Steady cap­i­tal and in­come growth The fund aims to achieve steady growth of cap­i­tal and in­come for in­vestors, ac­cord­ing to its fact sheet. The fund man­ager is a sig­na­tory to the UN’s Prin­ci­ples for Re­spon­si­ble In­vest­ment.

Finweek English Edition - - MARKETPLACE - * fin­week is a pub­li­ca­tion of Me­dia24, a sub­sidiary of Naspers.

The re­source sec­tor has lived through a tough cou­ple of years as China’s de­mand for raw ma­te­ri­als dropped. South African min­ers, to­gether with their coun­ter­parts in the rest of the world, had to adapt quickly to sur­vive.

Some of those com­pa­nies now of­fer en­tic­ing value propo­si­tions. El­e­ment In­vest­ment Man­agers is pick­ing the win­ners.

The El­e­ment Earth Equity Fund has re­turned over 17% since the start of the year to pa­tient in­vestors, with es­pe­cially gold min­ers ben­e­fit­ting from the up­swing, ex­plains Jeleze Hat­tingh, port­fo­lio man­ager at El­e­ment. The El­e­ment Flex­i­ble Fund didn’t hold any of the so-called “dar­lings” (such as Naspers*, SABMiller and BAT) that drove per­for­mance across a broad spec­trum of lo­cal funds dur­ing 2014 and 2015, she says.

“We look at re­source stocks from a bot­tom-up fun­da­men­tal view­point,” she says. “If we work through the num­bers we still see sig­nif­i­cant value in cer­tain re­source stocks. Not all of them.”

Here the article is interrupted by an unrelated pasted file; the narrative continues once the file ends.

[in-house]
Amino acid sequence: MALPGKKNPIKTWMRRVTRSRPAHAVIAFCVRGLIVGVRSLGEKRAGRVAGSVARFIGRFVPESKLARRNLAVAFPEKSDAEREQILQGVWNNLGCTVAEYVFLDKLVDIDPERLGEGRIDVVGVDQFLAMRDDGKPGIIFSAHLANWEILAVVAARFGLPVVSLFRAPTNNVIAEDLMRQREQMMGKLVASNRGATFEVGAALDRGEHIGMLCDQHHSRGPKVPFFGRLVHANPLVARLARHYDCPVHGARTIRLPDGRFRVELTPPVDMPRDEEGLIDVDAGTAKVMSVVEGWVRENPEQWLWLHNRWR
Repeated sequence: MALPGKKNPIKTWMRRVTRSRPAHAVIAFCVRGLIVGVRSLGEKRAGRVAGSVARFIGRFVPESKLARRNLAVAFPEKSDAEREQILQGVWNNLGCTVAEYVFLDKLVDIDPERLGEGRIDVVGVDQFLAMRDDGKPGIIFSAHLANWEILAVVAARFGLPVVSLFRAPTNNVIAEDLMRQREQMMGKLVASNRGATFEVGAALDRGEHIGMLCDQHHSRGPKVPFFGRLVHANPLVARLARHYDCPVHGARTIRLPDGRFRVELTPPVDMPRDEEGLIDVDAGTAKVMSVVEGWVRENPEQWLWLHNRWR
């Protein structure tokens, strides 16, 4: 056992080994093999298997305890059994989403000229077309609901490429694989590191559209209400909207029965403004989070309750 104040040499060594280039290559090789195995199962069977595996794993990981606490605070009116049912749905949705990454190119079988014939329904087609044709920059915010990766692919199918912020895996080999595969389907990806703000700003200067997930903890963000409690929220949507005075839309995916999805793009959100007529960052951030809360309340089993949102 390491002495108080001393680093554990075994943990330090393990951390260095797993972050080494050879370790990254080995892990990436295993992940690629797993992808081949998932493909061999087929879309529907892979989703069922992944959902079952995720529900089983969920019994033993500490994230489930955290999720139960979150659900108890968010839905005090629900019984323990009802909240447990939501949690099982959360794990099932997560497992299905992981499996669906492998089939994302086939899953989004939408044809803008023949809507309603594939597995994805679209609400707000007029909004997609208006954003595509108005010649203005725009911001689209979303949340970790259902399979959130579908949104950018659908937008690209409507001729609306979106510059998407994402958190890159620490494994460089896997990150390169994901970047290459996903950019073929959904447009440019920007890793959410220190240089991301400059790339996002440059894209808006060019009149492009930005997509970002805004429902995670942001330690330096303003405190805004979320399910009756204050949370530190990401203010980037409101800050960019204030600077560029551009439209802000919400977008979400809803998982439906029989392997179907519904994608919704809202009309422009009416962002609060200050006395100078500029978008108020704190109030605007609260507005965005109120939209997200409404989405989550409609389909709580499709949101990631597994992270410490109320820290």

One such stock is AngloGold Ashanti, which is also the flex­i­ble fund’s largest equity hold­ing. The com­pany has cut its cost base by 30% over the past three years and now mines gold at about $960 per ounce, Hat­tingh ex­plains. With the cur­rent gold price, that re­lates to free cash flow of about $300 per ounce, she says.

“We look at com­pa­nies that have a strong bal­ance sheet and do not have to come to the mar­ket in the fore­see­able fu­ture to raise equity or try to re­fi­nance ex­ist­ing debt,” Hat­tingh says.

The fund’s ex­po­sure to lo­cal bonds is largely lim­ited to cor­po­rate debt. The cur­rent gov­ern­ment debt mar­ket is very volatile, with yields re­act­ing near-im­me­di­ate to po­lit­i­cal state­ments, she says. In this en­vi­ron­ment, her fund is tak­ing a wait-and-see ap­proach to when SA’s sov­er­eign debt rat­ing is down­graded. The mar­ket re­ac­tion to this will surely be neg­a­tive, which would cre­ate a “bet­ter” en­try point into gov­ern­ment debt, Hat­tingh ex­plains.

Why fin­week would con­sider adding it:

The fund rode out the down­turn in the com­mod­ity sec­tor. Fo­cus­ing on min­ers that have cut costs dras­ti­cally stands to ben­e­fit any in­vestor.

Gold funds have had a stel­lar kick-off to this year, ac­cord­ing to Morn­ingstar Re­search data. Bul­lion’s price is not de­ter­min­ing the ex­tent of prof­its, but rather the dou­ble-pos­i­tive of cut­ting costs and pro­duc­ing in rands.

The fund’s cau­tious ap­proach to the gov­ern­ment debt mar­ket may stand it in good stead when, and if, the coun­try gets down­graded to junk. The move in bond prices should not be as dra­matic as post-Nene in De­cem­ber, but may still prof­fer re­turns to the pa­tient.

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